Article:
We are delighted to announce the publication of an article on the project’s aims and methods in the first issue of the new European Journal of Food, Drink and Society. Congratulations to Michelle Share, Máirtín Mac Con Iomaire and Dorothy Cashman on a wonderful initiative, and the team looks forward to making further contributions to the journal in the future.
On January 8th, Dr Meriel McClatchie will discuss ‘Investigating ancient foodways through environmental archaeology’ with The Royal Society of Antiquities of Ireland. Meriel’s paper will feature some interesting new findings in relation to fruit consumption in early modern Ireland, as revealed by the FoodCult database. It will also explore the benefits of interdisciplinary research for historians and archaeologists.
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We are delighted to announce that Dr Charlie Taverner has joined the FoodCult team. Charlie is a social historian of early modern Europe, with expertise in food and cities. He completed his PhD at Birkbeck, University of London, and held the Economic History Society’s Anniversary Fellowship at the Institute of Historical Research until 2021. Charlie will work specifically on Workpackage 1: Food Microhistories, exploring diet through household accounts. He brings a wealth of expertise and energy to the project and we are delighted to welcome him onboard.
Today, 30th November 2020, Susan, Meriel and Ellen will talk and the project and our recent progress as part of the Early Modern History Research Seminar Series at the Long Room Hub. Attendance is free but you must register.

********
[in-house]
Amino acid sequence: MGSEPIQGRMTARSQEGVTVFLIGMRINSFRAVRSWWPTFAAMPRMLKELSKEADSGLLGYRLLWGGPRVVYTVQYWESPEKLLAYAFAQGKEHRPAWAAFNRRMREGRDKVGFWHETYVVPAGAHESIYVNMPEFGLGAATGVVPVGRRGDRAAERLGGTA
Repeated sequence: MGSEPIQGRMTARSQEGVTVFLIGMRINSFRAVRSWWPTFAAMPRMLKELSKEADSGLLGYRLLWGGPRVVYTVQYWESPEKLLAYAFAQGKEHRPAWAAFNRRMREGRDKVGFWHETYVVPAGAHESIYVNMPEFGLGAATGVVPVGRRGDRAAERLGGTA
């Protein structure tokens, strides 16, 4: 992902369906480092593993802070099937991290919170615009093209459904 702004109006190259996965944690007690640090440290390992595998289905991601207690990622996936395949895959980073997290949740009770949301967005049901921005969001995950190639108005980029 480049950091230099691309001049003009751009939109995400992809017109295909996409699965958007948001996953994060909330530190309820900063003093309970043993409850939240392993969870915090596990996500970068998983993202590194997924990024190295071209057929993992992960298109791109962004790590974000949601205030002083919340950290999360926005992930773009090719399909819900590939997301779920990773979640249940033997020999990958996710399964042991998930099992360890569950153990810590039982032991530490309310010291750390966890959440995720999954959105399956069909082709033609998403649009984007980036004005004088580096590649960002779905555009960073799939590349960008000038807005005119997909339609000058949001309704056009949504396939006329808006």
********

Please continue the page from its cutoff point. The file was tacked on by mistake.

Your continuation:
On the 6th and 7th of March 2020, the team undertook a test brewing at the Weald and Downland Museum. The museum is collaborating with the project and will host the official experiment in October 2020. The weekend was an opportunity for our brewer, Marc Meltonville, to test drive the brewing equipment which has been recreated by artisan coopers and coppersmiths to sixteenth-century specifications. We are now busily preparing for October, the experiment will be repeated using heritage grains, malted and milled using early modern methods. The entire experiment will be filmed by StoryLab at Anglia Ruskin University, under the direction of Dr Shreepali Patel. The StoryLab film will allow us to share our methods and results with the public.
On the 13th of December, Ellen presented her work on the ‘Mapping Diet’ database at the UCD School of Archaeology Research Day. The research day showcased the school’s diverse range of projects and was an opportunity for Ellen to share her experience of working on the project and to discuss the challenges and possibilities of working with a diverse and complex range of early modern archaeological data.
On 2nd and 3rd of December 2019, FoodCult joined the Shape-ID team at the Long Room Hub, TCD. Shape ID is an EU-funded project addressing the challenge of improving inter-and transdisciplinary cooperation between the Arts, Humanities and Social Sciences (AHSS) and other Sciences. Susan was delighted to share the approaches and methods of the FoodCult project, as a model for History/Humanities led interdisciplinary research.